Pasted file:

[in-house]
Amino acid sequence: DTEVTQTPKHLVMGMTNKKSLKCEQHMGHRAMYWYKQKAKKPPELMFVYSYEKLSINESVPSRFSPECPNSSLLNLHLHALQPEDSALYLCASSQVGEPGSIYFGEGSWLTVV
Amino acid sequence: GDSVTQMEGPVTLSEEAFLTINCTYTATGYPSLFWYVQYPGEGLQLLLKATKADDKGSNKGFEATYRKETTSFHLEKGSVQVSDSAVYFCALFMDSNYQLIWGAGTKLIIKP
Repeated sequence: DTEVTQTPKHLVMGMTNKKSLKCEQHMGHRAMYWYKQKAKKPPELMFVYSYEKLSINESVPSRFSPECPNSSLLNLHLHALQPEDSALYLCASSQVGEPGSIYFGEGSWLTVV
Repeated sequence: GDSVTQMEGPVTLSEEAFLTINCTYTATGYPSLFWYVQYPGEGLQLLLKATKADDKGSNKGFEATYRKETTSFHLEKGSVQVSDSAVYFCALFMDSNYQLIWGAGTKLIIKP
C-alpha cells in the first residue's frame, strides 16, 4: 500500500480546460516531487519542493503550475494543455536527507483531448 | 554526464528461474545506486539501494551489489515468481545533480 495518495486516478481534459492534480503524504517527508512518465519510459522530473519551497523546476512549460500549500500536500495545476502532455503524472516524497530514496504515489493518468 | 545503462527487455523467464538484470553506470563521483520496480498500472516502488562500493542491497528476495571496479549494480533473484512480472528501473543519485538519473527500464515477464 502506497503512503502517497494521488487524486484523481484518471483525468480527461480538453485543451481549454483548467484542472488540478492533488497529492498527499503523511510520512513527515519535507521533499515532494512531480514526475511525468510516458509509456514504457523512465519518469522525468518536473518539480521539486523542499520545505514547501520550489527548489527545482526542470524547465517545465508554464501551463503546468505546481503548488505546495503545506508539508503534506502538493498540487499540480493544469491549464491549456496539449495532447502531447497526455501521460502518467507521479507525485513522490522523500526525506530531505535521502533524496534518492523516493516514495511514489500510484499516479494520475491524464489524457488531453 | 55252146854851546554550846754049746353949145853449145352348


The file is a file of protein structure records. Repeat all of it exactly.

[in-house]
Amino acid sequence: DTEVTQTPKHLVMGMTNKKSLKCEQHMGHRAMYWYKQKAKKPPELMFVYSYEKLSINESVPSRFSPECPNSSLLNLHLHALQPEDSALYLCASSQVGEPGSIYFGEGSWLTVV
Amino acid sequence: GDSVTQMEGPVTLSEEAFLTINCTYTATGYPSLFWYVQYPGEGLQLLLKATKADDKGSNKGFEATYRKETTSFHLEKGSVQVSDSAVYFCALFMDSNYQLIWGAGTKLIIKP
Repeated sequence: DTEVTQTPKHLVMGMTNKKSLKCEQHMGHRAMYWYKQKAKKPPELMFVYSYEKLSINESVPSRFSPECPNSSLLNLHLHALQPEDSALYLCASSQVGEPGSIYFGEGSWLTVV
Repeated sequence: GDSVTQMEGPVTLSEEAFLTINCTYTATGYPSLFWYVQYPGEGLQLLLKATKADDKGSNKGFEATYRKETTSFHLEKGSVQVSDSAVYFCALFMDSNYQLIWGAGTKLIIKP
C-alpha cells in the first residue's frame, strides 16, 4: 500500500480546460516531487519542493503550475494543455536527507483531448 | 554526464528461474545506486539501494551489489515468481545533480 495518495486516478481534459492534480503524504517527508512518465519510459522530473519551497523546476512549460500549500500536500495545476502532455503524472516524497530514496504515489493518468 | 545503462527487455523467464538484470553506470563521483520496480498500472516502488562500493542491497528476495571496479549494480533473484512480472528501473543519485538519473527500464515477464 502506497503512503502517497494521488487524486484523481484518471483525468480527461480538453485543451481549454483548467484542472488540478492533488497529492498527499503523511510520512513527515519535507521533499515532494512531480514526475511525468510516458509509456514504457523512465519518469522525468518536473518539480521539486523542499520545505514547501520550489527548489527545482526542470524547465517545465508554464501551463503546468505546481503548488505546495503545506508539508503534506502538493498540487499540480493544469491549464491549456496539449495532447502531447497526455501521460502518467507521479507525485513522490522523500526525506530531505535521502533524496534518492523516493516514495511514489500510484499516479494520475491524464489524457488531453 | 55252146854851546554550846754049746353949145853449145352348